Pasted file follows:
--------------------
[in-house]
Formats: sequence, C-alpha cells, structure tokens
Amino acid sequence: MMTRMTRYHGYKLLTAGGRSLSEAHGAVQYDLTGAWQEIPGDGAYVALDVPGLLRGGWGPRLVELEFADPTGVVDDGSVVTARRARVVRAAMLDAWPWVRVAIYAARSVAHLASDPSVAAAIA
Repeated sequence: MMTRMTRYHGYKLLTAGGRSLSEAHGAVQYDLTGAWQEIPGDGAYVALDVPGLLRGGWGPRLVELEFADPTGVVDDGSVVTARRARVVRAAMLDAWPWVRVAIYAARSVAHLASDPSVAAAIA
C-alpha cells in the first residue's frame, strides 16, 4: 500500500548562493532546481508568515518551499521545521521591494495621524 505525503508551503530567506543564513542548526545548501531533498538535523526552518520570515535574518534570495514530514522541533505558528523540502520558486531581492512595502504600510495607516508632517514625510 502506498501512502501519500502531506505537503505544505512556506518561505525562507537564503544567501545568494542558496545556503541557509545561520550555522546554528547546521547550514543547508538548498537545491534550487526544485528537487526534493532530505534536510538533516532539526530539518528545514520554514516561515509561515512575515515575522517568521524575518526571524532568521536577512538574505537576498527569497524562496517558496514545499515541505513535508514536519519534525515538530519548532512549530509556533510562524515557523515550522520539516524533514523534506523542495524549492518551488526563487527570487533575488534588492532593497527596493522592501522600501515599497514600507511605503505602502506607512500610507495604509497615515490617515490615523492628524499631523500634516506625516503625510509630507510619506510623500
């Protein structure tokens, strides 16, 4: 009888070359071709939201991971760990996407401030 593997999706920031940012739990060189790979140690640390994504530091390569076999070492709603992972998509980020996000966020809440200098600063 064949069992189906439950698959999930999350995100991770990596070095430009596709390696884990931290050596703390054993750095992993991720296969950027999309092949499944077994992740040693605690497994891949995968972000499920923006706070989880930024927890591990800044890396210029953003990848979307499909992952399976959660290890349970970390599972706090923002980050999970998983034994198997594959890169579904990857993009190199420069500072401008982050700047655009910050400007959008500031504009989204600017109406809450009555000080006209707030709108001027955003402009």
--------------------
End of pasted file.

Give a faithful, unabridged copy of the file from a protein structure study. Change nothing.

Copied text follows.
[in-house]
Formats: sequence, C-alpha cells, structure tokens
Amino acid sequence: MMTRMTRYHGYKLLTAGGRSLSEAHGAVQYDLTGAWQEIPGDGAYVALDVPGLLRGGWGPRLVELEFADPTGVVDDGSVVTARRARVVRAAMLDAWPWVRVAIYAARSVAHLASDPSVAAAIA
Repeated sequence: MMTRMTRYHGYKLLTAGGRSLSEAHGAVQYDLTGAWQEIPGDGAYVALDVPGLLRGGWGPRLVELEFADPTGVVDDGSVVTARRARVVRAAMLDAWPWVRVAIYAARSVAHLASDPSVAAAIA
C-alpha cells in the first residue's frame, strides 16, 4: 500500500548562493532546481508568515518551499521545521521591494495621524 505525503508551503530567506543564513542548526545548501531533498538535523526552518520570515535574518534570495514530514522541533505558528523540502520558486531581492512595502504600510495607516508632517514625510 502506498501512502501519500502531506505537503505544505512556506518561505525562507537564503544567501545568494542558496545556503541557509545561520550555522546554528547546521547550514543547508538548498537545491534550487526544485528537487526534493532530505534536510538533516532539526530539518528545514520554514516561515509561515512575515515575522517568521524575518526571524532568521536577512538574505537576498527569497524562496517558496514545499515541505513535508514536519519534525515538530519548532512549530509556533510562524515557523515550522520539516524533514523534506523542495524549492518551488526563487527570487533575488534588492532593497527596493522592501522600501515599497514600507511605503505602502506607512500610507495604509497615515490617515490615523492628524499631523500634516506625516503625510509630507510619506510623500
């Protein structure tokens, strides 16, 4: 009888070359071709939201991971760990996407401030 593997999706920031940012739990060189790979140690640390994504530091390569076999070492709603992972998509980020996000966020809440200098600063 064949069992189906439950698959999930999350995100991770990596070095430009596709390696884990931290050596703390054993750095992993991720296969950027999309092949499944077994992740040693605690497994891949995968972000499920923006706070989880930024927890591990800044890396210029953003990848979307499909992952399976959660290890349970970390599972706090923002980050999970998983034994198997594959890169579904990857993009190199420069500072401008982050700047655009910050400007959008500031504009989204600017109406809450009555000080006209707030709108001027955003402009």